People with untreated mental illness are 16 times more likely to be killed by the police than other civilians stopped by law enforcement, a new study suggests.
The new report, released Thursday by the nonprofit Treatment Advocacy Center, reports that around 1 in 4 fatal police encounters results in the death of a person with severe mental illness.
The study authors reached these findings by looking at the proportion of total contacts in which a civilian was approached or stopped by police that resulted in a death for someone who has severe mental illness, divided by the same proportion but for people without severe untreated mental illness. The report authors say reliable data on fatal law enforcement encounters is lacking.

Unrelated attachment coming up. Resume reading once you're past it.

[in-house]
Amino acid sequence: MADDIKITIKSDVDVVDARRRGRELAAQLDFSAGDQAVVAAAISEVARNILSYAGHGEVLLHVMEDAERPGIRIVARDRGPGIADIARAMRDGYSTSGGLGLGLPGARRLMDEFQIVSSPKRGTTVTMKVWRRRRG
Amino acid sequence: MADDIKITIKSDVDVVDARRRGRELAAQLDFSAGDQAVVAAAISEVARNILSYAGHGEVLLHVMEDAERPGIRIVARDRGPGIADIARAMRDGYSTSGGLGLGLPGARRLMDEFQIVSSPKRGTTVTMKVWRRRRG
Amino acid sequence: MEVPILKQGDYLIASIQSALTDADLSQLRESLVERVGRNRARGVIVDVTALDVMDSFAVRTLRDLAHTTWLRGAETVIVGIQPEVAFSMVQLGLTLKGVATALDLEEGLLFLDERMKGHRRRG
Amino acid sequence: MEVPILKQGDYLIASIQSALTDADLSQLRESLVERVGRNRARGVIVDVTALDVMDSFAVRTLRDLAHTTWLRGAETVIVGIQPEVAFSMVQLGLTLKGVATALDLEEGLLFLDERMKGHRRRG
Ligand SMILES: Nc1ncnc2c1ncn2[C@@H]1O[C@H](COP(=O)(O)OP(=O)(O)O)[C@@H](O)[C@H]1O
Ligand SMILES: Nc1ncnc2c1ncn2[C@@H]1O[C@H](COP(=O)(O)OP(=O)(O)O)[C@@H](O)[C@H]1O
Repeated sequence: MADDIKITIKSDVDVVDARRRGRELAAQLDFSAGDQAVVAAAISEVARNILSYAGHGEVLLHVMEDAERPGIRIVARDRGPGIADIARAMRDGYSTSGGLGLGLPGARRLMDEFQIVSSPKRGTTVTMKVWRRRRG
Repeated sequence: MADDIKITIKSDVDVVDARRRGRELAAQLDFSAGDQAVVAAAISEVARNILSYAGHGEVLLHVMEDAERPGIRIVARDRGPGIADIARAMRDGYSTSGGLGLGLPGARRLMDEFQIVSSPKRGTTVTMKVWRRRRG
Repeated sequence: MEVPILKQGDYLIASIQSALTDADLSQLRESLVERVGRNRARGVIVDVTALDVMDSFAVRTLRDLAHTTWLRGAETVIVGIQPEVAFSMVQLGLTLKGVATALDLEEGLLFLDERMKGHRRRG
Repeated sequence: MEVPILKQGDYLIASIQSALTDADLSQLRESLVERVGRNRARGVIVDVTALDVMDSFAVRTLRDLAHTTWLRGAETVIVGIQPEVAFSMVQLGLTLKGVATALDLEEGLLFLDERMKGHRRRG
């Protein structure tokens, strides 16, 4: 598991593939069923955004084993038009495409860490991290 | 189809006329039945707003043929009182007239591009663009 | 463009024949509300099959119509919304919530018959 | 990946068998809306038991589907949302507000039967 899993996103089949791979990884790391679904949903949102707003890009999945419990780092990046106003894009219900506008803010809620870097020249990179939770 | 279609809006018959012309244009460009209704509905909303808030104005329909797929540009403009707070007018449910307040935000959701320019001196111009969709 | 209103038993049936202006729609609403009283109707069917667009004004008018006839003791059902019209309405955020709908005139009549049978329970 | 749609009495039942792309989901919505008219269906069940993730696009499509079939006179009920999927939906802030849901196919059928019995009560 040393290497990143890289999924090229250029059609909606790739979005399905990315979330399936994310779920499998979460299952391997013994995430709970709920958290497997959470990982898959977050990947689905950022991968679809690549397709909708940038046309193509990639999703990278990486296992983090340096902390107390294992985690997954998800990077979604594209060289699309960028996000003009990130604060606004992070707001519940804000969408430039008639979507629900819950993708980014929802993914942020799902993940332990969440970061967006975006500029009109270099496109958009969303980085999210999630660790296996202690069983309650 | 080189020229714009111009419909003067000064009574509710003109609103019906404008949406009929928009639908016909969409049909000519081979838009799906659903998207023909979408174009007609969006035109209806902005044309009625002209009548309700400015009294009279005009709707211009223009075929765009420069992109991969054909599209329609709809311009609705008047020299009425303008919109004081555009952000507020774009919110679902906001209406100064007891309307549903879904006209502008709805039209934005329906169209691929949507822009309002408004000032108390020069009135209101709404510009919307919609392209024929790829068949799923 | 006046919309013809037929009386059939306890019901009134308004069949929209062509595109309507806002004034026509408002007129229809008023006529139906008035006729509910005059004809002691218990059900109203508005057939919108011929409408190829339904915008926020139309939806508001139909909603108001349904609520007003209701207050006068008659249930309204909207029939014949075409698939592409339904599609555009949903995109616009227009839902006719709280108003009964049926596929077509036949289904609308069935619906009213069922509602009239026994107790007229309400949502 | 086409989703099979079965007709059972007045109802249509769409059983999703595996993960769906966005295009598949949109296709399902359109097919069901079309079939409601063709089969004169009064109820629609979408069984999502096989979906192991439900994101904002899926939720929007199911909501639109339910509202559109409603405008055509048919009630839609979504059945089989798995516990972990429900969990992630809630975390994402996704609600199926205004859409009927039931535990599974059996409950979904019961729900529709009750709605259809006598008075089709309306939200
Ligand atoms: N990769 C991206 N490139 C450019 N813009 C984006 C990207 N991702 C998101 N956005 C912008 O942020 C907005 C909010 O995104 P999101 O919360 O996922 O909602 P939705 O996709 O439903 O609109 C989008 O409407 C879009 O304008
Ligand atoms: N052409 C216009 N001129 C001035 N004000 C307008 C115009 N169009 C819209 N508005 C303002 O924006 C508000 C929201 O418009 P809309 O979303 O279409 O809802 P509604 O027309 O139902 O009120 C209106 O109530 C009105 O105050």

The report also underlined data suggesting that Americans with severe mental illness are also involved in at least one in 10 calls with police and account for one in five prison and jail beds in the U.S. "An estimated 1 in 3 individuals transported to hospital emergency rooms in psychiatric crisis are taken there by police," the report authors write.
“It should horrify but not surprise us that people with untreated mental illness are overrepresented in deadly encounters with law enforcement,” said John Snook, executive director of Treatment Advocacy Center and a co-author of the study said in a statement. “Individuals with untreated mental illness are vastly overrepresented in every corner of the criminal justice system. Until we reform the public policies that have abandoned them there, these tragic outcomes will continue.”
The researchers call on lawmakers to implement policies that improve the mental health system, fund reliable tracking of use of deadly force by law enforcement and ensure that mental illness in fatal police shootings is reported.